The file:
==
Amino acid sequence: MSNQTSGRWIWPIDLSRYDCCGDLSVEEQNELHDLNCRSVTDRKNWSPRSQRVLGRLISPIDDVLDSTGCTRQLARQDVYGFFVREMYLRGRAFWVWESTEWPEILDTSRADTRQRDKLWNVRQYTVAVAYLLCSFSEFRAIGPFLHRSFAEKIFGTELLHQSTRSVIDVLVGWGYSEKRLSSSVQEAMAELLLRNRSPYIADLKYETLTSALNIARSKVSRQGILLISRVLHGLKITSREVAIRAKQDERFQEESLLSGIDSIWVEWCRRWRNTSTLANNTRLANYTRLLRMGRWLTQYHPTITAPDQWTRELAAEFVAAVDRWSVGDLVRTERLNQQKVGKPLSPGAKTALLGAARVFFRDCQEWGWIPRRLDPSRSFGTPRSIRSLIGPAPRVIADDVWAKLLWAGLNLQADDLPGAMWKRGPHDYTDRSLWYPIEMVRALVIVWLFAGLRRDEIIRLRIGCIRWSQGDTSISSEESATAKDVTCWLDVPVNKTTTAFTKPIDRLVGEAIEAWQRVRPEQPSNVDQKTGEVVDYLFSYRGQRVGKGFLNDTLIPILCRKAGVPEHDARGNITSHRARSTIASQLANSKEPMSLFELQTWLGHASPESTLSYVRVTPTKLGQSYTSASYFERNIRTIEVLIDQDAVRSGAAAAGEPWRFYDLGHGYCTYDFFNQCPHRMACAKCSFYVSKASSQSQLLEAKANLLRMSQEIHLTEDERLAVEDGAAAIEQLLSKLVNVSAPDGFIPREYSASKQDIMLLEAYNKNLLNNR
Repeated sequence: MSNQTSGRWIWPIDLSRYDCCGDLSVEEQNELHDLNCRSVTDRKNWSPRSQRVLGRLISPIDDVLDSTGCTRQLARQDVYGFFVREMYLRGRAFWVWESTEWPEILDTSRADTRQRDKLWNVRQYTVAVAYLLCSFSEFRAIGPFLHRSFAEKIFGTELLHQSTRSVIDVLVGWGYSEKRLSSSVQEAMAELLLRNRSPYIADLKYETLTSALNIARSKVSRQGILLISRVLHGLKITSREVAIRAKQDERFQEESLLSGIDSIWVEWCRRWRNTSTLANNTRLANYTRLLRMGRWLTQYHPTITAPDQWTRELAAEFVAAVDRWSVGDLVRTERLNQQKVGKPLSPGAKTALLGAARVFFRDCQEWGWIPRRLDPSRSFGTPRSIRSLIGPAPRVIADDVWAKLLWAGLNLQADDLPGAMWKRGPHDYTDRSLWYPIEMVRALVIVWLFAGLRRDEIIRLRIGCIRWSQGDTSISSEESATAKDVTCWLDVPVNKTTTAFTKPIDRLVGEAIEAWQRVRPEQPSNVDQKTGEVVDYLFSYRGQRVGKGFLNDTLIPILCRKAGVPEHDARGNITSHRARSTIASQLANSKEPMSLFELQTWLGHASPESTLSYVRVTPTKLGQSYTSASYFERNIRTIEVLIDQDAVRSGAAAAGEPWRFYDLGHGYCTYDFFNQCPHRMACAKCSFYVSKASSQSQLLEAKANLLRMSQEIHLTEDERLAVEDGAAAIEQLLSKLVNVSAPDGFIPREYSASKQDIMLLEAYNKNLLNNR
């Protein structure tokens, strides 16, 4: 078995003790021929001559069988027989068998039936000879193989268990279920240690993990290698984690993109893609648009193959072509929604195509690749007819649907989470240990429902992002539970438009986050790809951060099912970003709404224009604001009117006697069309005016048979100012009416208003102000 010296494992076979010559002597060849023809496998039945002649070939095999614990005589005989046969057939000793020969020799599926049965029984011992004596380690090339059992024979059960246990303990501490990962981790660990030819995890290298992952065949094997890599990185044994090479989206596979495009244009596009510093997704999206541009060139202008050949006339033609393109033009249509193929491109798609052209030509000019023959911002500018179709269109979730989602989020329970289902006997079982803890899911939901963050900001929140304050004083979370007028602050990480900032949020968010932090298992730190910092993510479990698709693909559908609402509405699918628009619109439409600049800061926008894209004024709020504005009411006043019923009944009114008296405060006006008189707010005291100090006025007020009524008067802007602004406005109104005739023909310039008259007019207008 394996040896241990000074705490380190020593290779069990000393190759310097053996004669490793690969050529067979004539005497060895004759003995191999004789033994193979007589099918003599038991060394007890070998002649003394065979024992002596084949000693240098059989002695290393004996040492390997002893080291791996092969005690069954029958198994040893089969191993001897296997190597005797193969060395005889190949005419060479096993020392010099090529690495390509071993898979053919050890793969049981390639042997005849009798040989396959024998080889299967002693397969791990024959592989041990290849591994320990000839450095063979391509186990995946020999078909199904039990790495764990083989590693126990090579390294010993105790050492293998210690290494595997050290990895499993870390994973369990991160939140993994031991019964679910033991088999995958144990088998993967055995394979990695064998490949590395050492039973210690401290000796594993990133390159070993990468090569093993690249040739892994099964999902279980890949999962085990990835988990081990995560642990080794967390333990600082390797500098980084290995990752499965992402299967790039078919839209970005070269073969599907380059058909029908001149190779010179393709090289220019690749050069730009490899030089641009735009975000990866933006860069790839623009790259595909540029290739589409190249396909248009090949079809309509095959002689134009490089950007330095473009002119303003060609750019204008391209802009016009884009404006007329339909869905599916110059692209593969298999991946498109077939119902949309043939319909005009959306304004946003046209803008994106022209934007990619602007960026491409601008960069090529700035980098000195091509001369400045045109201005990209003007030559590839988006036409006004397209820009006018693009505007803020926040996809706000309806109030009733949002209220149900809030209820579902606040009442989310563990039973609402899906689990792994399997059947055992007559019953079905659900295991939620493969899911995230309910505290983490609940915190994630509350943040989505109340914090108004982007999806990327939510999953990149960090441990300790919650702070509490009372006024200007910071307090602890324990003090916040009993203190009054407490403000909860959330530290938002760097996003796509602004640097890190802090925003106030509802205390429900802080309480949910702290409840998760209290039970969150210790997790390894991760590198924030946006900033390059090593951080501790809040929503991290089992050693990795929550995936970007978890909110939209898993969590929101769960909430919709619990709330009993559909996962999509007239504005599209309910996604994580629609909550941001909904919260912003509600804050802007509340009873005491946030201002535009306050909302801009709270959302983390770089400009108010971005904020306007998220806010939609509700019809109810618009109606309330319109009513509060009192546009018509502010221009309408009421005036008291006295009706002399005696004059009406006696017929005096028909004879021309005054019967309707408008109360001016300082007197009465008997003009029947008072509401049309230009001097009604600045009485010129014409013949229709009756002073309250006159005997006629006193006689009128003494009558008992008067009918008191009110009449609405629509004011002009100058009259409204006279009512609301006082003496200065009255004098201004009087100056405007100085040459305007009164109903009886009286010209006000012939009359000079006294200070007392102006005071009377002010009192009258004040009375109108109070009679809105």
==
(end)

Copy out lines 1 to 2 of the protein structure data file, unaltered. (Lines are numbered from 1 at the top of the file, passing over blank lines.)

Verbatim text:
Amino acid sequence: MSNQTSGRWIWPIDLSRYDCCGDLSVEEQNELHDLNCRSVTDRKNWSPRSQRVLGRLISPIDDVLDSTGCTRQLARQDVYGFFVREMYLRGRAFWVWESTEWPEILDTSRADTRQRDKLWNVRQYTVAVAYLLCSFSEFRAIGPFLHRSFAEKIFGTELLHQSTRSVIDVLVGWGYSEKRLSSSVQEAMAELLLRNRSPYIADLKYETLTSALNIARSKVSRQGILLISRVLHGLKITSREVAIRAKQDERFQEESLLSGIDSIWVEWCRRWRNTSTLANNTRLANYTRLLRMGRWLTQYHPTITAPDQWTRELAAEFVAAVDRWSVGDLVRTERLNQQKVGKPLSPGAKTALLGAARVFFRDCQEWGWIPRRLDPSRSFGTPRSIRSLIGPAPRVIADDVWAKLLWAGLNLQADDLPGAMWKRGPHDYTDRSLWYPIEMVRALVIVWLFAGLRRDEIIRLRIGCIRWSQGDTSISSEESATAKDVTCWLDVPVNKTTTAFTKPIDRLVGEAIEAWQRVRPEQPSNVDQKTGEVVDYLFSYRGQRVGKGFLNDTLIPILCRKAGVPEHDARGNITSHRARSTIASQLANSKEPMSLFELQTWLGHASPESTLSYVRVTPTKLGQSYTSASYFERNIRTIEVLIDQDAVRSGAAAAGEPWRFYDLGHGYCTYDFFNQCPHRMACAKCSFYVSKASSQSQLLEAKANLLRMSQEIHLTEDERLAVEDGAAAIEQLLSKLVNVSAPDGFIPREYSASKQDIMLLEAYNKNLLNNR
Repeated sequence: MSNQTSGRWIWPIDLSRYDCCGDLSVEEQNELHDLNCRSVTDRKNWSPRSQRVLGRLISPIDDVLDSTGCTRQLARQDVYGFFVREMYLRGRAFWVWESTEWPEILDTSRADTRQRDKLWNVRQYTVAVAYLLCSFSEFRAIGPFLHRSFAEKIFGTELLHQSTRSVIDVLVGWGYSEKRLSSSVQEAMAELLLRNRSPYIADLKYETLTSALNIARSKVSRQGILLISRVLHGLKITSREVAIRAKQDERFQEESLLSGIDSIWVEWCRRWRNTSTLANNTRLANYTRLLRMGRWLTQYHPTITAPDQWTRELAAEFVAAVDRWSVGDLVRTERLNQQKVGKPLSPGAKTALLGAARVFFRDCQEWGWIPRRLDPSRSFGTPRSIRSLIGPAPRVIADDVWAKLLWAGLNLQADDLPGAMWKRGPHDYTDRSLWYPIEMVRALVIVWLFAGLRRDEIIRLRIGCIRWSQGDTSISSEESATAKDVTCWLDVPVNKTTTAFTKPIDRLVGEAIEAWQRVRPEQPSNVDQKTGEVVDYLFSYRGQRVGKGFLNDTLIPILCRKAGVPEHDARGNITSHRARSTIASQLANSKEPMSLFELQTWLGHASPESTLSYVRVTPTKLGQSYTSASYFERNIRTIEVLIDQDAVRSGAAAAGEPWRFYDLGHGYCTYDFFNQCPHRMACAKCSFYVSKASSQSQLLEAKANLLRMSQEIHLTEDERLAVEDGAAAIEQLLSKLVNVSAPDGFIPREYSASKQDIMLLEAYNKNLLNNR